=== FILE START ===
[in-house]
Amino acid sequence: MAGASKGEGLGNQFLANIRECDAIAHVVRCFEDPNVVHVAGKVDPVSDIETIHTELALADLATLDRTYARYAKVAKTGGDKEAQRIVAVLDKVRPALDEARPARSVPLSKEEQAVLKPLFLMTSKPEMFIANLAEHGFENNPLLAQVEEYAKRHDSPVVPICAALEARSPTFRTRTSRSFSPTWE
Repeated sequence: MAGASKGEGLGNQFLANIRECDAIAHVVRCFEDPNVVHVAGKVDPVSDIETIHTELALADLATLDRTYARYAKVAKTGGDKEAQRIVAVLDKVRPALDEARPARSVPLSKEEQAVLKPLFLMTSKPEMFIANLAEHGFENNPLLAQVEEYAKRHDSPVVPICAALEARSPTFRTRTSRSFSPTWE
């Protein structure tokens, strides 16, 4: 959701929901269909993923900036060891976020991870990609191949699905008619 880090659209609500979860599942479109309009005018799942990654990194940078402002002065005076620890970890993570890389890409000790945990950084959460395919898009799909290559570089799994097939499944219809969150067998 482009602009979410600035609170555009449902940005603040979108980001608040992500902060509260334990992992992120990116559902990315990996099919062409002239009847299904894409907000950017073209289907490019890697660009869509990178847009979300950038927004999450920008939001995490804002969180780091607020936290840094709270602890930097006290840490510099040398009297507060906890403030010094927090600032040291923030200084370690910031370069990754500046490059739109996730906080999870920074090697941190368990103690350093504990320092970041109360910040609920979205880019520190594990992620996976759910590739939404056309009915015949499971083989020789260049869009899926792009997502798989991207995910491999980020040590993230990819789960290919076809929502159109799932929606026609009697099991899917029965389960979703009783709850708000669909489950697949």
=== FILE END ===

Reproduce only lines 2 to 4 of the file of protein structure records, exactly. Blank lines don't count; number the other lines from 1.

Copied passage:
Amino acid sequence: MAGASKGEGLGNQFLANIRECDAIAHVVRCFEDPNVVHVAGKVDPVSDIETIHTELALADLATLDRTYARYAKVAKTGGDKEAQRIVAVLDKVRPALDEARPARSVPLSKEEQAVLKPLFLMTSKPEMFIANLAEHGFENNPLLAQVEEYAKRHDSPVVPICAALEARSPTFRTRTSRSFSPTWE
Repeated sequence: MAGASKGEGLGNQFLANIRECDAIAHVVRCFEDPNVVHVAGKVDPVSDIETIHTELALADLATLDRTYARYAKVAKTGGDKEAQRIVAVLDKVRPALDEARPARSVPLSKEEQAVLKPLFLMTSKPEMFIANLAEHGFENNPLLAQVEEYAKRHDSPVVPICAALEARSPTFRTRTSRSFSPTWE
């Protein structure tokens, strides 16, 4: 959701929901269909993923900036060891976020991870990609191949699905008619 880090659209609500979860599942479109309009005018799942990654990194940078402002002065005076620890970890993570890389890409000790945990950084959460395919898009799909290559570089799994097939499944219809969150067998 482009602009979410600035609170555009449902940005603040979108980001608040992500902060509260334990992992992120990116559902990315990996099919062409002239009847299904894409907000950017073209289907490019890697660009869509990178847009979300950038927004999450920008939001995490804002969180780091607020936290840094709270602890930097006290840490510099040398009297507060906890403030010094927090600032040291923030200084370690910031370069990754500046490059739109996730906080999870920074090697941190368990103690350093504990320092970041109360910040609920979205880019520190594990992620996976759910590739939404056309009915015949499971083989020789260049869009899926792009997502798989991207995910491999980020040590993230990819789960290919076809929502159109799932929606026609009697099991899917029965389960979703009783709850708000669909489950697949």